If there was any doubt about the dramatic impact the aftermath of Hurricane Maria has had on Puerto Rico, Florida Gov. Rick Scott emphasized the state has now taken in between one-fifth to one-tenth of the entire population of the U.S. territorial island since the storm.
In an impromptu news conference during a visit in Jacksonville Tuesday at the St. Johns Marine Group company on Heckscher Drive, Scott detailed how hundreds of thousands of storm refugees have left Puerto Rico and landed in Florida since Maria slammed the island Sept. 20.
“Since Maria has hit the island of Puerto Rico — I’ve been there a couple of times — we’ve set up two relief centers; one at the Miami airport, one at the Orlando airport. We’ve had over 280,000 Puerto Ricans come here,” Scott said.
That figure focuses on Florida arrivals only; many of the refugees are heading to other areas of the country. The population of Puerto Rico was an estimated 3.5 million people. That number was dropping month by month before the storm, as many residents were relocating to the U.S. mainland because of an economic crisis caused by the Puerto Rican government’s inability to repay billions of dollars in bonds.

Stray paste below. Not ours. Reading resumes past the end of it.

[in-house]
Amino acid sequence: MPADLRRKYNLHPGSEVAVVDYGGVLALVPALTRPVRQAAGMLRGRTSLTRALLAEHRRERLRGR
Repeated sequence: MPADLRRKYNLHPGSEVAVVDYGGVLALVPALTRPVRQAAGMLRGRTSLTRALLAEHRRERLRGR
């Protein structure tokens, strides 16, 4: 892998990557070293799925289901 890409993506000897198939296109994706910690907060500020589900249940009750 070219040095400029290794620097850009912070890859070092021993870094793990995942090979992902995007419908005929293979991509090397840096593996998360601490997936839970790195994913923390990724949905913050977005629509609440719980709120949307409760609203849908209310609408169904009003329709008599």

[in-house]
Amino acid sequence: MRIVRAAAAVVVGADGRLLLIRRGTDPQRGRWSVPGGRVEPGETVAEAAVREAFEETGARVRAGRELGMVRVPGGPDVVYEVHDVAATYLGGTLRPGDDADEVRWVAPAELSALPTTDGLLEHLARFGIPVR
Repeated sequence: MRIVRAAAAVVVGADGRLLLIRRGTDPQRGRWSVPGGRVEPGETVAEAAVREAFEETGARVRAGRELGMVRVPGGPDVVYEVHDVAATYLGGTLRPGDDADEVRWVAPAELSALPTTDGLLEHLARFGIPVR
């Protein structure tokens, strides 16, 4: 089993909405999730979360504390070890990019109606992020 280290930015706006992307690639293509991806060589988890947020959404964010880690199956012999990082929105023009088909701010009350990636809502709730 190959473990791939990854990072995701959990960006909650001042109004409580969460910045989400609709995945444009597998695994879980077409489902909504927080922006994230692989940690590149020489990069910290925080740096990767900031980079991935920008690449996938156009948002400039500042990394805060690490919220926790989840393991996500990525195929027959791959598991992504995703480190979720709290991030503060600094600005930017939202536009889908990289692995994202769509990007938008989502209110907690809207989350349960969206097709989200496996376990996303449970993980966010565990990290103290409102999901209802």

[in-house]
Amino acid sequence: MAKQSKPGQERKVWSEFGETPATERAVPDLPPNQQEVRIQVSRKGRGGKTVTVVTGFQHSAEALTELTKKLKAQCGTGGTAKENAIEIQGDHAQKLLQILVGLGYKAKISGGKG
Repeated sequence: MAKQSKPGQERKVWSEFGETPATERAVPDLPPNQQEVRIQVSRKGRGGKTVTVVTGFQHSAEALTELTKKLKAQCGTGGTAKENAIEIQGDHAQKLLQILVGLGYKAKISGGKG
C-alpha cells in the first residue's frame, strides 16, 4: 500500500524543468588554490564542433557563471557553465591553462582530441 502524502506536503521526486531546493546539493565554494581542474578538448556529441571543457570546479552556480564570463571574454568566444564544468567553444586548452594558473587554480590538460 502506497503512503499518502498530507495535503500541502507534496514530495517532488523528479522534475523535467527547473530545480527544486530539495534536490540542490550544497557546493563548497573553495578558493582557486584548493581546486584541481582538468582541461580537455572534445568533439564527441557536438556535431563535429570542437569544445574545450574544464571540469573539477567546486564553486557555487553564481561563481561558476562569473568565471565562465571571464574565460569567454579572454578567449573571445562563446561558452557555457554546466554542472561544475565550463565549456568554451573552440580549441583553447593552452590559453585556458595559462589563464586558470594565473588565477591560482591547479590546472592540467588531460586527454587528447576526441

The storm refugees have been straining resources of the Puerto Rican-Hispanic Chamber of Commerce of Northeast Florida in recent months. In a Times-Union report in late December, Nancy Quinones, president of that group, said her organization was helping resettle as many as 100 storm refugees each week.
Quinones said the chamber was also helping many new arrivals who came to Northeast Florida after failing to find work in Central and South Florida where Puerto Rican refugees are most concentrated.
Scott said Tuesday that the state is helping Puerto Rican refugees in many ways.
“We’re using everything we can, including CareerSource, to help them find jobs to helping them get into our education system. Our K-12 system is very accommodating,” Scott said.
Even without the influx of Puerto Rican refugees, there were 340,000 people who moved to Florida in the past year, he said.
“This state is used to growth and this is going to be something that will help grow our state,” Scott said.
In another development, Scott announced that Puerto Rican teens who came here in the aftermath of the storm are eligible to earn their high school diplomas in Florida.
State educators are coordinating with Puerto Rican education officials to transfer educational credits.
Refugees from climate change is increasing. Pray for these people and it is with great humanity spirit that such work can be organized and conducted well. Many thanks to these kind people.
Disasters teach us.